The castle became more important as an administrative centre during John's reign, and he visited the castle 51 times.[11] During the First Barons' War, the castellan joined the rebels in their struggle against John. William Marshal besieged Marlborough Castle in 1217, by which point John was already dead, and captured it for the royalist cause. According to History of William the Marshall, William Marshal (the father of the William who besieged Marlborough) gave orders to demolish (slight) castles captured from the rebels.[12]

From 1223 to 1224, Eleanor of Brittany, cousin of Henry III and with a better claim to the throne according to primogeniture, was briefly kept there as a state prisoner, during which time the council suggested additional horsemen and crossbowmen. Between 1227 and 1272, Henry III spent the enormous sum of £2,000 on its buildings, particularly the apartments and chambers, and the chapel of St Nicholas.[13]

After the death of Henry III, Marlborough lost favour as a royal residence. From 1273 to 1369 it was used only as a dower house: the castle, with the royal borough attached to it, was assigned in 1273 for life to Henry's widow, Queen Eleanor (d. 1291), during whose tenure Edmund FitzAlan, 9th Earl of Arundel was born in the castle, 1 May 1285.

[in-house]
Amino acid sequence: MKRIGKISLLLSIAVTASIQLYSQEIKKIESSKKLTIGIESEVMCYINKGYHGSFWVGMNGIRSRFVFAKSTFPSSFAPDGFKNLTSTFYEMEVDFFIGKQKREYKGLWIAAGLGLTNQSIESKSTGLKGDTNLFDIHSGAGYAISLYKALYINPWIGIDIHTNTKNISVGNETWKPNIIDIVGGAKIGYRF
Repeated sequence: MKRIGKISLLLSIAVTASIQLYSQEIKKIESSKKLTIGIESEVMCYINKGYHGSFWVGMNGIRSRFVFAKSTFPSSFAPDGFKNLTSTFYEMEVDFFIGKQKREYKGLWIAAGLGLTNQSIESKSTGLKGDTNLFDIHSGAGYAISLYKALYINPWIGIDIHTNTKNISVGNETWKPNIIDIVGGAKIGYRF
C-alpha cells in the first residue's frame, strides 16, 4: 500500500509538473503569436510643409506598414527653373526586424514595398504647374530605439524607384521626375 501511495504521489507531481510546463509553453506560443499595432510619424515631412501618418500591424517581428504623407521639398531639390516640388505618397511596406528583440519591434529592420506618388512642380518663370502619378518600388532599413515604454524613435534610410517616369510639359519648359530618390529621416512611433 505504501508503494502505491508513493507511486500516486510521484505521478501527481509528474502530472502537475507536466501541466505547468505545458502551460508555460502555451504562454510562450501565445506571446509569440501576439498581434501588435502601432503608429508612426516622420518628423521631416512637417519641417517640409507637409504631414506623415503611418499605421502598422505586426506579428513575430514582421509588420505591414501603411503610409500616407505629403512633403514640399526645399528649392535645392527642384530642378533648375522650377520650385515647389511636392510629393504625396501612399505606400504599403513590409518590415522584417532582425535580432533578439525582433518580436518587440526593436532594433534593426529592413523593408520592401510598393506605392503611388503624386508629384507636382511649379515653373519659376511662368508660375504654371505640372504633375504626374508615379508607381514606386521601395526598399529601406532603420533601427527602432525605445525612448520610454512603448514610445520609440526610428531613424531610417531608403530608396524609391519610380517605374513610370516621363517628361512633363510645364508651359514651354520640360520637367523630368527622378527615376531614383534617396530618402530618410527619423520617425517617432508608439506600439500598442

In 1293 it passed to the eldest daughter of King Edward I and Eleanor of Provence, also named Eleanor, who married Henry III, Count of Bar. In 1294 one of Edward's household knights, Eustace of Hatch, the constable of the castle, was appointed to extend the value of the dowry associated with the lands of the castle to 15,000 livres tournois per year.[13] The younger Eleanor died in 1298, aged 29. In 1299, Eustace Hatch was granted 90 oaks from nearby Savernake Forest for the renovation of the great hall and chamber: in the same year the castle was assigned to Edward I's second wife Queen Marguerite (d. here 14 February 1318); in 1318 to King Edward II's consort Queen Isabella, who was deprived of it in the period 1324–27; and in 1330 to Queen Philippa, on whose death in 1369 it reverted to the Crown.[2]

Marlborough Castle ceased to be used in 1370 and fell into disrepair, but remained Crown property. Edward VI then passed it to the Seymour family, his mother's relatives.[14]

Later use[edit]

An illustration of Marlborough Mound in a 1776 copy of Itinerarium Curiosum by English Antiquarian William Stukeley.

The castle was in ruins by 1403. A new residence was built on the site by Francis Seymour, 1st Baron Seymour of Trowbridge (c.1590–1664), who had acquired the site from his elder brother William Seymour, 2nd Duke of Somerset (1588–1660).[15] It was replaced in 1683–84 by the "new house" for his grandson Charles Seymour, 6th Duke of Somerset, apparently to designs by John Deane, a surveyor of Reading, Berkshire.[16] The house forms the nucleus of the present Marlborough College. In the 18th century it was the beloved residence of Isabella, Countess of Hertford, the patroness of William Shenstone and James Thomson.[17] Stephen Duck, the "thresher poet", described the house during Lady Hertford's time in A description of a Journey to Marlborough....[18]